There may be differing points of view on what it means based on your level of cynicism, but here’s what we know: MLB owners have approved a plan to possibly return in July, and that plan will be presented to players tomorrow.
It’s a step forward, but there’s still plenty of questions on whether the players will accept the deal. The nuts and bolts of the proposal, as first reported by Bob Nightengale of USA TODAY:
- 82-game schedule with an Opening Day between July 1-4
- ‘Spring Training 2.0’ training camps begin sometime in June, with teams having the option of returning to their spring facilities or staying in their home parks
- Usual 6-division alignment will remain, but teams will only play games within their division and that division in the other league — so the Brewers’ schedule would be made up of the Cubs, Cardinals, Reds, Pirates, Twins, Indians, White Sox, Royals and Tigers.
- Because of the increased amount of interleague games, there will be a universal DH
- 14 playoff teams, with hopes of finishing the year no later than the first week of November
- Active rosters will have 30 players, with a 20-man “taxi squad” made up of minor leaguers
- Owners will share league revenue with the players
Nightengale was first told the revenue split — common in other leagues, but a first for MLB — would be 52/48, with the owners getting the majority of the profits, but that was changed to 50/50 when the owners voted on the proposal.
The revenue split is the part of the deal that would appear to be designed to make further salary reductions for players more easy to swallow. The players’ union already agreed in March to have their salaries prorated in exchange for being granted a full year of service time if the season is canceled, and union head Tony Clark has made it clear that asking for any further pay cuts would be a non-starter.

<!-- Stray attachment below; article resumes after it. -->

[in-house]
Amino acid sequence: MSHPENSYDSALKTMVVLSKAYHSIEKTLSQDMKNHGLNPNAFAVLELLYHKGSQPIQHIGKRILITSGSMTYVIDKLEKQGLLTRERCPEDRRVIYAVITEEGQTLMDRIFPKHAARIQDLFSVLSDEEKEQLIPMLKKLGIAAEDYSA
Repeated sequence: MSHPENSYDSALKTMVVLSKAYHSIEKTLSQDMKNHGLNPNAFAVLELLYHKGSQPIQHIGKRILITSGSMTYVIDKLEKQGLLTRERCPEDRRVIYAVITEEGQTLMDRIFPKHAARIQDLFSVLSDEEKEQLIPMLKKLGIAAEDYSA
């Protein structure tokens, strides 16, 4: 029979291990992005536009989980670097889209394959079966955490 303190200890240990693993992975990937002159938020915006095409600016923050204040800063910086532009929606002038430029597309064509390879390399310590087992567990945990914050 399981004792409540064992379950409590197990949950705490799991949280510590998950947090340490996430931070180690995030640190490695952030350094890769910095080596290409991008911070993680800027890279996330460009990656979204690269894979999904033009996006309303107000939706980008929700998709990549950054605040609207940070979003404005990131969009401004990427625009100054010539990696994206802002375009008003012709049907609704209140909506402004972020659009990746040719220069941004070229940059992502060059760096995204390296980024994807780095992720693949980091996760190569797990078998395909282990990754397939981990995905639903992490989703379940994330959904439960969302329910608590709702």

The idea of splitting revenue with the players may appear to be a way for some of that money to be recouped, but the devil may be in the details. Since nobody knows what kind of revenue would actually be made playing these games (especially with no fans in the stands to supply additional income through tickets, concessions, parking, etc.), there’s a chance — perhaps even a good chance, if you’re cynical (or just trust the owners wouldn’t offer this without running the numbers themselves) — that teams would still end up paying less than if they would just pay the players their prorated salaries.
At the very least, the league is likely setting up a situation where the players get the public relations blowback if they don’t accept the plan and baseball doesn’t happen in 2020.
As Ken Rosenthal noted earlier Monday, there’s also other things to consider when it comes to a return dealing with the safety of the players — especially those with underlying conditions that would leave them more at-risk for COVID-19. Those details — as well as how to handle what happens when a player tests positive in the middle of the season — would (or at least should) be an important part of the conversation as well.
The two sides will meet Tuesday to continue negotiating.